Recent EPIC Publications

The Privacy Law Sourcebook 2016, edited by Marc Rotenberg (2016)

The Privacy Law Sourcebook is the leading resource for students, attorneys, researchers, and journalists interested in privacy law in the United States and around the world. It includes major US privacy laws such as the Fair Credit Reporting Act, the Communications Act, the Privacy Act, the Family Educational Rights and Privacy Act, the Electronic Communications Privacy Act, the Video Privacy Protection Act, and the Foreign Intelligence Surveillance Act. The Sourcebook also includes key international privacy frameworks including the OECD Privacy Guidelines, the OECD Cryptography Guidelines, and European Union Directives for both Data Protection and Privacy and Electronic Communications. The Privacy Law Sourcebook 2016 (Kindle Edition) has been updated and expanded to include recent developments such as the United Nations Resolution on Right to Privacy, the European Union General Data Protection Regulation, the USA Freedom Act, and the US Cybersecurity Information Sharing Act. The Sourcebook also includes an extensive resources section with useful websites and contact information for privacy agencies, organizations, and publications.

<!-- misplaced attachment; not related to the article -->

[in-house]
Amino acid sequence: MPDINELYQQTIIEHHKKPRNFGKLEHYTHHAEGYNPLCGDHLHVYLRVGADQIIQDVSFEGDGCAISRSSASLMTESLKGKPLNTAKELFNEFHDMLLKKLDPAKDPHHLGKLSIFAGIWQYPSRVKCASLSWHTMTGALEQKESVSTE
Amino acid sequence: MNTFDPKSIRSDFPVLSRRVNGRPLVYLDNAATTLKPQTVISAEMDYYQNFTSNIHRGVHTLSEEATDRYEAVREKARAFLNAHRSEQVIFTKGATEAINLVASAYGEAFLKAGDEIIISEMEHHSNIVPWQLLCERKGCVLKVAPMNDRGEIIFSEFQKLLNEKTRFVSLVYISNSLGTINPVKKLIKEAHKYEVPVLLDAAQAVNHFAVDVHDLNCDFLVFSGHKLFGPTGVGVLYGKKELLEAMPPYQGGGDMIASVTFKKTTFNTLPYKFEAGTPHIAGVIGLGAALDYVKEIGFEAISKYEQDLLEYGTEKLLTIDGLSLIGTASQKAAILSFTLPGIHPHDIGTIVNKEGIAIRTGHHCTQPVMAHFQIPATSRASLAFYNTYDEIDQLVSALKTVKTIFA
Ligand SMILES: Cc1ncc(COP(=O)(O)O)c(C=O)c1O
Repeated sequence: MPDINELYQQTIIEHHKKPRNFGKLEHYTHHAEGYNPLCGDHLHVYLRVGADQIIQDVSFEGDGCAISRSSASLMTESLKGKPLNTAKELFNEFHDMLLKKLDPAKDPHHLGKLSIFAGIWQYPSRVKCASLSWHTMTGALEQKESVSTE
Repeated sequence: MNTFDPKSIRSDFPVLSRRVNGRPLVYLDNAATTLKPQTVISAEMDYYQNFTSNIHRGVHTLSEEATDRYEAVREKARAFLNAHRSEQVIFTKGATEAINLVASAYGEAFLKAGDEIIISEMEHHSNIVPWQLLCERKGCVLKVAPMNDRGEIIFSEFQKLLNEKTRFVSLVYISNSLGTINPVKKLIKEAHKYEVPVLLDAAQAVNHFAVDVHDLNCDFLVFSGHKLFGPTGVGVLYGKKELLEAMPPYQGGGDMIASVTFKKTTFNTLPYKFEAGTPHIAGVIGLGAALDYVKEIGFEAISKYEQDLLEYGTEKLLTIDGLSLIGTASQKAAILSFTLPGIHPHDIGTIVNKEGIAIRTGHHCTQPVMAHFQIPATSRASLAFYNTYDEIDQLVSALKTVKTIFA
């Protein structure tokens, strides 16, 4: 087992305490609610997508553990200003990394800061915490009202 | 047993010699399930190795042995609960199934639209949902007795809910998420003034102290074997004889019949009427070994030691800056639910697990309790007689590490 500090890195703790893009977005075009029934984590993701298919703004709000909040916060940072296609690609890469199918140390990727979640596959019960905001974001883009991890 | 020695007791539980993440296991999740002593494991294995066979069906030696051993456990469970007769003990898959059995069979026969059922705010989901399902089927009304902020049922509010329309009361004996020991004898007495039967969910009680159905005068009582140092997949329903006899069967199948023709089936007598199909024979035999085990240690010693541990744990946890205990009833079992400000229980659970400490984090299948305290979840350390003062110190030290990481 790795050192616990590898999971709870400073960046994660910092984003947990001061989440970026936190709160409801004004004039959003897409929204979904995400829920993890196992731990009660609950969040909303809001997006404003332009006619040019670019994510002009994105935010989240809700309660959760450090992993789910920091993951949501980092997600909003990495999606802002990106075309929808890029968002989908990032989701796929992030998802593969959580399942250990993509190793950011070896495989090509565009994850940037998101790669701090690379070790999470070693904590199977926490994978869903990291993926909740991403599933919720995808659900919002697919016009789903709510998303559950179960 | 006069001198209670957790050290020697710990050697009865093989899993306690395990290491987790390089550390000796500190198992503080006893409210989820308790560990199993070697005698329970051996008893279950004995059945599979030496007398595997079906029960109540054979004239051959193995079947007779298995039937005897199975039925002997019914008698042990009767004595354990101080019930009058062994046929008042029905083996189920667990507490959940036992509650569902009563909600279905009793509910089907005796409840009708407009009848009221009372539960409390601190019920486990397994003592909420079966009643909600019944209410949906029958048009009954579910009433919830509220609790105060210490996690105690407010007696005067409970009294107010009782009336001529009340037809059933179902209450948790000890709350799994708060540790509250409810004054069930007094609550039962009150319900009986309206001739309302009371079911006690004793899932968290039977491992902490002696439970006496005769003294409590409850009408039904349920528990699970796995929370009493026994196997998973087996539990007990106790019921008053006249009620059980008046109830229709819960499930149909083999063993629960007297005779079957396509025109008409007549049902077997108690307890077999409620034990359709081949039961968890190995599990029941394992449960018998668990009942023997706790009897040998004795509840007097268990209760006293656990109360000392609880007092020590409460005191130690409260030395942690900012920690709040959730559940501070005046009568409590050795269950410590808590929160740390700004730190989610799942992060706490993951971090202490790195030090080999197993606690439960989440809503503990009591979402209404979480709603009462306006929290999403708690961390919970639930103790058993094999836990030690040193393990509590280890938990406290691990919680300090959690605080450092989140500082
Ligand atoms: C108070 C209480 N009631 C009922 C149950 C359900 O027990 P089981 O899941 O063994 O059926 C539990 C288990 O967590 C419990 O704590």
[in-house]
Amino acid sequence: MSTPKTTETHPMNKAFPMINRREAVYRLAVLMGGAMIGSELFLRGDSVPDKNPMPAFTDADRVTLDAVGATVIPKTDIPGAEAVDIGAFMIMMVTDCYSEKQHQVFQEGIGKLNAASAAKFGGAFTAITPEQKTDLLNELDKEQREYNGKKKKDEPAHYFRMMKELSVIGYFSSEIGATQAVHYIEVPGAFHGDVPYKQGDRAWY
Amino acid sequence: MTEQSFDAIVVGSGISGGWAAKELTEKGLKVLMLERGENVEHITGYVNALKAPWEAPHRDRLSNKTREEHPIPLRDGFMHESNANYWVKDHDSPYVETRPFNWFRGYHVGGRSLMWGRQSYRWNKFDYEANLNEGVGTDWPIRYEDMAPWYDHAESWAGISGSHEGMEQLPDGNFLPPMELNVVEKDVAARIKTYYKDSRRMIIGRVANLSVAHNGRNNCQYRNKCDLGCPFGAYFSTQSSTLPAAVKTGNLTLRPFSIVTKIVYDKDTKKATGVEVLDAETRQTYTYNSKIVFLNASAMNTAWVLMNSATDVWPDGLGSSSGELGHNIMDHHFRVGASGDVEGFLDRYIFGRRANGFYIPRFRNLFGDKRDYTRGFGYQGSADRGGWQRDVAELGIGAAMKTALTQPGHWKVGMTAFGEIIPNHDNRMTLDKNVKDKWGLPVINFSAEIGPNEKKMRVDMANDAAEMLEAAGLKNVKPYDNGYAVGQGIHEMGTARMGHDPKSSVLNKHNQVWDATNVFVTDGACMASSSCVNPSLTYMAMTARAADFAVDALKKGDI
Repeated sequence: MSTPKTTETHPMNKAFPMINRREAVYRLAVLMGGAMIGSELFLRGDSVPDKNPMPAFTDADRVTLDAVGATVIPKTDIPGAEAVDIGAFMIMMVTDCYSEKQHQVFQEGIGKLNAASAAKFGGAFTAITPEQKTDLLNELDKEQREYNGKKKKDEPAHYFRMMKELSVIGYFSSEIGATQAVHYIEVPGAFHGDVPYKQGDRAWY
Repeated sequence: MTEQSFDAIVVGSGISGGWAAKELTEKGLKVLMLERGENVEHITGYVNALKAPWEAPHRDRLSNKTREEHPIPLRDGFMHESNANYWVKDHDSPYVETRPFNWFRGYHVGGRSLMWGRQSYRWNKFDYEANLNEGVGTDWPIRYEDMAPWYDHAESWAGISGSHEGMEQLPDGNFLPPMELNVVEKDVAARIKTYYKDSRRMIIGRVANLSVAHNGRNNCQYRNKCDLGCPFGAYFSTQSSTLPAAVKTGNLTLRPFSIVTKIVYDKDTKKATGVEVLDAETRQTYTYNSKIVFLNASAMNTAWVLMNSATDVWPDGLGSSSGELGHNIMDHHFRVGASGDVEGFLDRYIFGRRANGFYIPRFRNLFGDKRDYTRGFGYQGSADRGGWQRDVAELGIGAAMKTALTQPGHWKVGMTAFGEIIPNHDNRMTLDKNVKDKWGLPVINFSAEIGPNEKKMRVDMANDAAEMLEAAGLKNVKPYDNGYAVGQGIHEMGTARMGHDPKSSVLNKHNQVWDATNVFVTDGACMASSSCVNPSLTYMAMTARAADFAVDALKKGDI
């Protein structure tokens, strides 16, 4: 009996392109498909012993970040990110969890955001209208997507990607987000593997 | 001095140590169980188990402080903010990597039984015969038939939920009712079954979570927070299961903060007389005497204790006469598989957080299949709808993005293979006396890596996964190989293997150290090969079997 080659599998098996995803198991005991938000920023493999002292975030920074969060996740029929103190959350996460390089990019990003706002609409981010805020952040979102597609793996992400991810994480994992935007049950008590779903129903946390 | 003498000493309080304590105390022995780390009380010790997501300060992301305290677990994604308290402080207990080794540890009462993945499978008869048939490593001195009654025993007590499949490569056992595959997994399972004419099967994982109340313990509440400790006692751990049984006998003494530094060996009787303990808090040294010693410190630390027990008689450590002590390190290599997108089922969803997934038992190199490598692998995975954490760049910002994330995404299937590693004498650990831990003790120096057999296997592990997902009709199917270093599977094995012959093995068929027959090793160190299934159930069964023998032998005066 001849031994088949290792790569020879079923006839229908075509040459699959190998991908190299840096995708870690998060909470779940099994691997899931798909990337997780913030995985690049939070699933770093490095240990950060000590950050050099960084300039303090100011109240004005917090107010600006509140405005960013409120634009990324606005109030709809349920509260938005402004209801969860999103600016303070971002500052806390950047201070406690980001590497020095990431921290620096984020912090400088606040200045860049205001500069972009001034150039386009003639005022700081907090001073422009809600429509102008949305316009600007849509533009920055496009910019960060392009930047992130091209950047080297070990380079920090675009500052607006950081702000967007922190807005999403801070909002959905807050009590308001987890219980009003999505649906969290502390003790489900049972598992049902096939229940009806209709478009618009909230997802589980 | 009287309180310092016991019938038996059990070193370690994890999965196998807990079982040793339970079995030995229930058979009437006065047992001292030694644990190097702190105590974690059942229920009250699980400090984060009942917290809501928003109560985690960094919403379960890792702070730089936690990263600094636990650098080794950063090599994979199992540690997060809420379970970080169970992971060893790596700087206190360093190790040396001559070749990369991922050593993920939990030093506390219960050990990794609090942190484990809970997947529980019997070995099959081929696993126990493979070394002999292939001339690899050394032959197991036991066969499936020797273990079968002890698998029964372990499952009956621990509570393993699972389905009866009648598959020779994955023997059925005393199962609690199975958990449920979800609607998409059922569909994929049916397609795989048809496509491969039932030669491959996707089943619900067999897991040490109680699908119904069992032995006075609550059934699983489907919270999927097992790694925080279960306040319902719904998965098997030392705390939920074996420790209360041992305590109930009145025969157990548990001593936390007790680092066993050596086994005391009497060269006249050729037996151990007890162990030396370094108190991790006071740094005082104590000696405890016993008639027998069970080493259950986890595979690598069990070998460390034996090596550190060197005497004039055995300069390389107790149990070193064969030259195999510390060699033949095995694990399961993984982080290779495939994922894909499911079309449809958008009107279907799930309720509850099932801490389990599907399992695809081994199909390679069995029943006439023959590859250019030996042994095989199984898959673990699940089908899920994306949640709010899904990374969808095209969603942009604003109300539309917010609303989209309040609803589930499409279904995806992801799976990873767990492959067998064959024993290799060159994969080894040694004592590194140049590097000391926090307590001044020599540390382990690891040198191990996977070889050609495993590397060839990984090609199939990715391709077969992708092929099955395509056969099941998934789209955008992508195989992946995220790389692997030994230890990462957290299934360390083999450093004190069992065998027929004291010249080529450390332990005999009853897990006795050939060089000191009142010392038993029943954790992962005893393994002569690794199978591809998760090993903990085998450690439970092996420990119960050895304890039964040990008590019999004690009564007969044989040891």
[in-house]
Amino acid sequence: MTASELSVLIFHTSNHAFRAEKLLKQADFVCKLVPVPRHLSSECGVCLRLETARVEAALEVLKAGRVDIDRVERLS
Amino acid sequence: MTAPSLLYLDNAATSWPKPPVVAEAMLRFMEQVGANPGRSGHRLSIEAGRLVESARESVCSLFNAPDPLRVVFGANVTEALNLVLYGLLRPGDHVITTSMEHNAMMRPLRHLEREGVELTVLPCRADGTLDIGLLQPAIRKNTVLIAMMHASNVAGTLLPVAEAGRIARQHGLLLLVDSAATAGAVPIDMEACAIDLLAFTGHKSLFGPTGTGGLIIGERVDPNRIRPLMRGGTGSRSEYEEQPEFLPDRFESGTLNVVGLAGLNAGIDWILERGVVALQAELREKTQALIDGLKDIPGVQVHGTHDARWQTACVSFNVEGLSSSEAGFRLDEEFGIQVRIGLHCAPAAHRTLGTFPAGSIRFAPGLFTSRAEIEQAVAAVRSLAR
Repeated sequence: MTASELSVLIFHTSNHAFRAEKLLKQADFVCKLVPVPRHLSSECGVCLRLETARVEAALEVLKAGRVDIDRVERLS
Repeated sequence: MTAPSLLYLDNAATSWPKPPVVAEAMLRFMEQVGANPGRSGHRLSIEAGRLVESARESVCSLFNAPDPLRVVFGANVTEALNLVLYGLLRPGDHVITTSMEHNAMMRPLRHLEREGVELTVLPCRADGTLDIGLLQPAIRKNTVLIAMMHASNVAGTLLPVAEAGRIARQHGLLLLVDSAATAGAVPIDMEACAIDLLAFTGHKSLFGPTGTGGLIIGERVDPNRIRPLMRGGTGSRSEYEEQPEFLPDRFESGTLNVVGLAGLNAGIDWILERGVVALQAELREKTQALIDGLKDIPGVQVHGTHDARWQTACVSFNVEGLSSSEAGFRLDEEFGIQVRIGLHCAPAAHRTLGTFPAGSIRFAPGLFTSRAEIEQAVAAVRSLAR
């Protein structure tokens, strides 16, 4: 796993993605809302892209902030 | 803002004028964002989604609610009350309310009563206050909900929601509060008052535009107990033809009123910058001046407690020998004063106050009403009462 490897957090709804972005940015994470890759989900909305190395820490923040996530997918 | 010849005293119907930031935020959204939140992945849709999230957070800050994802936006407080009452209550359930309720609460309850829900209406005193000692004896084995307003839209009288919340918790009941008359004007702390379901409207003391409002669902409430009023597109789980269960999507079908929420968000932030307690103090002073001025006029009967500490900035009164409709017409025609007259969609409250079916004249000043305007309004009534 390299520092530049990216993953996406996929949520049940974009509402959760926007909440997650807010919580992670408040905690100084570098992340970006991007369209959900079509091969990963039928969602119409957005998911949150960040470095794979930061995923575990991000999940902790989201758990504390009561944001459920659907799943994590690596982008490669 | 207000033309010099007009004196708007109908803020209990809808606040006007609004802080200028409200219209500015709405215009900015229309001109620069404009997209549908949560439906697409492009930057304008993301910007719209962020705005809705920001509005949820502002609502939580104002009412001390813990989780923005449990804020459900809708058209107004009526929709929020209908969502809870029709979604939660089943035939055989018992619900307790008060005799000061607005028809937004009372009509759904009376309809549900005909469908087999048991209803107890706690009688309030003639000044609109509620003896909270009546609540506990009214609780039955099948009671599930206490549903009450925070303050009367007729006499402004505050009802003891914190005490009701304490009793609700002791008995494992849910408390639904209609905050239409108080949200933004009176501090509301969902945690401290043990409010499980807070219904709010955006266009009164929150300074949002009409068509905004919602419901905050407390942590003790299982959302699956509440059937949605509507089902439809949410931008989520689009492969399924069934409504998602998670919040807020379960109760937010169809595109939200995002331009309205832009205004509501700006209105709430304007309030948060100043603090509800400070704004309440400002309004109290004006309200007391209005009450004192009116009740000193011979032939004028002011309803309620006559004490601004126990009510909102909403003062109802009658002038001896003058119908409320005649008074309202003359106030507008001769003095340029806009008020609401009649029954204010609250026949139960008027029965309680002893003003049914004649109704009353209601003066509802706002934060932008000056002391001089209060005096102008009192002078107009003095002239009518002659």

Communications Law and Policy: Cases and Materials, 5th Edition, by Jerry Kang and Alan Butler. Direct Injection Press (2016).

This teachable casebook provides an introduction to the law and policy of modern communications. The book is organized by analytic concepts instead of current industry lines, which are constantly made out-of-date by technological convergence. The basic ideas—power, entry, pricing, access, classification, bad content, and intermediary liability—equip students with a durable and yet flexible intellectual structure that can help parse a complex and ever-changing field.

Privacy Law and Society, 3rd Edition, by Anita Allen, JD, PhD and Marc Rotenberg, JD, LLM. West Academic (2015).

The Third Edition of "Privacy Law and Society" is the most comprehensive casebook on privacy law ever produced. It traces the development of modern privacy law, from the early tort cases to present day disputes over drone surveillance and facial recognition. The text examines the philosophical roots of privacy claims and the significant court cases and statues that have emerged. The text provides detailed commentary on leading cases and insight into emerging issues. The text includes new material on developments in the European Union, decisions grounded in fundamental rights jurisprudence, and exposes readers to current debates over cloud computing, online profiling, and the role of the Federal Trade Commission. Privacy Law and Society is the leading and most current text in the privacy field.

Privacy in the Modern Age: The Search for Solutions, edited by Marc Rotenberg, Julia Horwitz and Jeramie Scott. The New Press (2015). Price: $25.95.